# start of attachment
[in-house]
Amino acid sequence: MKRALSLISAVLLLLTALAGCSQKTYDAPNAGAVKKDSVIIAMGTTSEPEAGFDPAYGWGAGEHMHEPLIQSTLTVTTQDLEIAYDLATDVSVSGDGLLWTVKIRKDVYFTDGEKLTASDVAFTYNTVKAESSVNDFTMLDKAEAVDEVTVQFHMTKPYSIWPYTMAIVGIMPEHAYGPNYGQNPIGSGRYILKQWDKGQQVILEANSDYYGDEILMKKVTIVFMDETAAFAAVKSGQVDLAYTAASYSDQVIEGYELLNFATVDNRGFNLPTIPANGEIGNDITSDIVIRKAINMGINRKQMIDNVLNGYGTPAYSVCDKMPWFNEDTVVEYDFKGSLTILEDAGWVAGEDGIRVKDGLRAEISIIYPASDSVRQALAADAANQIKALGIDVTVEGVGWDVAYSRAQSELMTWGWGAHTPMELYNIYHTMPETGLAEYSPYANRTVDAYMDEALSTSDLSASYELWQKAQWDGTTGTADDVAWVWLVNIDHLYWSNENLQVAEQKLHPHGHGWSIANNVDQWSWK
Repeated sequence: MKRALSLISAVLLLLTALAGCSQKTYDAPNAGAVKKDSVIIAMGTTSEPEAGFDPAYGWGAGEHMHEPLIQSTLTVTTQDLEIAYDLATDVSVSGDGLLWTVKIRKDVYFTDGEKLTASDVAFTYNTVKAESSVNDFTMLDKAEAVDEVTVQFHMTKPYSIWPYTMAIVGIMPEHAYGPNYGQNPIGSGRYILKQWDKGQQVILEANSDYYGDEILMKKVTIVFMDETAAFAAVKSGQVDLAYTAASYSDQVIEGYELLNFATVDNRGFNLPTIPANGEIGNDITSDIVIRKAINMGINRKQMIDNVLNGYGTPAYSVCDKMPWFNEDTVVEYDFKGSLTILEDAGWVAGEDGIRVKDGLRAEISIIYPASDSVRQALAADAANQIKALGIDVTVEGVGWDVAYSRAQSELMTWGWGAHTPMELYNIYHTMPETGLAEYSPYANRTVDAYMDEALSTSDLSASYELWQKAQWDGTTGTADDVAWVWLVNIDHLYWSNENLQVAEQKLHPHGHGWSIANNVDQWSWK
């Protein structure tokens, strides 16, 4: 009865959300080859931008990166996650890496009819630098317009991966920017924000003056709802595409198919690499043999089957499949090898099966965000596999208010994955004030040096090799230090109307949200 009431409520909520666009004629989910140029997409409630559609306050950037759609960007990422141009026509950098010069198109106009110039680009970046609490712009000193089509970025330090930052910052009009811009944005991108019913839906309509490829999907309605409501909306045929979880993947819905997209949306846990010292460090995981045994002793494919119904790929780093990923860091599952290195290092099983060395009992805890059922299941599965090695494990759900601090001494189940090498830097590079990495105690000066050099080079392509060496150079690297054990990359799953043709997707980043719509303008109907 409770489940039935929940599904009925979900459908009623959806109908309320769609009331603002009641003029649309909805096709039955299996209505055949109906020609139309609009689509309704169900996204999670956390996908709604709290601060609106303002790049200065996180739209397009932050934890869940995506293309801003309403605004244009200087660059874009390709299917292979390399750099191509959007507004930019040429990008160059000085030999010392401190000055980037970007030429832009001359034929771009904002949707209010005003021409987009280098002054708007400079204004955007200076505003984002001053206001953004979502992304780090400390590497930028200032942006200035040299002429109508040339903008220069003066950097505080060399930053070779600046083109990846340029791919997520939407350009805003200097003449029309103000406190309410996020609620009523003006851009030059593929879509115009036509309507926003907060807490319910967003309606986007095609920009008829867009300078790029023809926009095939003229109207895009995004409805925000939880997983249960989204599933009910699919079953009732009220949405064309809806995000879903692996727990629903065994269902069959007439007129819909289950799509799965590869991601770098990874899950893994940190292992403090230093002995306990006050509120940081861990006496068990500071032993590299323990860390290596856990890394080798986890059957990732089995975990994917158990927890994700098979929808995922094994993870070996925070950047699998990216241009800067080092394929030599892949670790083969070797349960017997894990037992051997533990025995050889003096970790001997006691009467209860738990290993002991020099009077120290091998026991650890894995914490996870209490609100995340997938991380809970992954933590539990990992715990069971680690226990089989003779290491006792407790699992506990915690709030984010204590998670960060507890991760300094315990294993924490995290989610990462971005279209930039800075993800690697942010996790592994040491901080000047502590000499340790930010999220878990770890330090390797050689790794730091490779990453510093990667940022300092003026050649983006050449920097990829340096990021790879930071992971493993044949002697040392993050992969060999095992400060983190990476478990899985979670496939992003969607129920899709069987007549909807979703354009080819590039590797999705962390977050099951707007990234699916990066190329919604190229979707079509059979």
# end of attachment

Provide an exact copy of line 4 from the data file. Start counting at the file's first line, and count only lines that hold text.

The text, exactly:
């Protein structure tokens, strides 16, 4: 009865959300080859931008990166996650890496009819630098317009991966920017924000003056709802595409198919690499043999089957499949090898099966965000596999208010994955004030040096090799230090109307949200 009431409520909520666009004629989910140029997409409630559609306050950037759609960007990422141009026509950098010069198109106009110039680009970046609490712009000193089509970025330090930052910052009009811009944005991108019913839906309509490829999907309605409501909306045929979880993947819905997209949306846990010292460090995981045994002793494919119904790929780093990923860091599952290195290092099983060395009992805890059922299941599965090695494990759900601090001494189940090498830097590079990495105690000066050099080079392509060496150079690297054990990359799953043709997707980043719509303008109907 409770489940039935929940599904009925979900459908009623959806109908309320769609009331603002009641003029649309909805096709039955299996209505055949109906020609139309609009689509309704169900996204999670956390996908709604709290601060609106303002790049200065996180739209397009932050934890869940995506293309801003309403605004244009200087660059874009390709299917292979390399750099191509959007507004930019040429990008160059000085030999010392401190000055980037970007030429832009001359034929771009904002949707209010005003021409987009280098002054708007400079204004955007200076505003984002001053206001953004979502992304780090400390590497930028200032942006200035040299002429109508040339903008220069003066950097505080060399930053070779600046083109990846340029791919997520939407350009805003200097003449029309103000406190309410996020609620009523003006851009030059593929879509115009036509309507926003907060807490319910967003309606986007095609920009008829867009300078790029023809926009095939003229109207895009995004409805925000939880997983249960989204599933009910699919079953009732009220949405064309809806995000879903692996727990629903065994269902069959007439007129819909289950799509799965590869991601770098990874899950893994940190292992403090230093002995306990006050509120940081861990006496068990500071032993590299323990860390290596856990890394080798986890059957990732089995975990994917158990927890994700098979929808995922094994993870070996925070950047699998990216241009800067080092394929030599892949670790083969070797349960017997894990037992051997533990025995050889003096970790001997006691009467209860738990290993002991020099009077120290091998026991650890894995914490996870209490609100995340997938991380809970992954933590539990990992715990069971680690226990089989003779290491006792407790699992506990915690709030984010204590998670960060507890991760300094315990294993924490995290989610990462971005279209930039800075993800690697942010996790592994040491901080000047502590000499340790930010999220878990770890330090390797050689790794730091490779990453510093990667940022300092003026050649983006050449920097990829340096990021790879930071992971493993044949002697040392993050992969060999095992400060983190990476478990899985979670496939992003969607129920899709069987007549909807979703354009080819590039590797999705962390977050099951707007990234699916990066190329919604190229979707079509059979």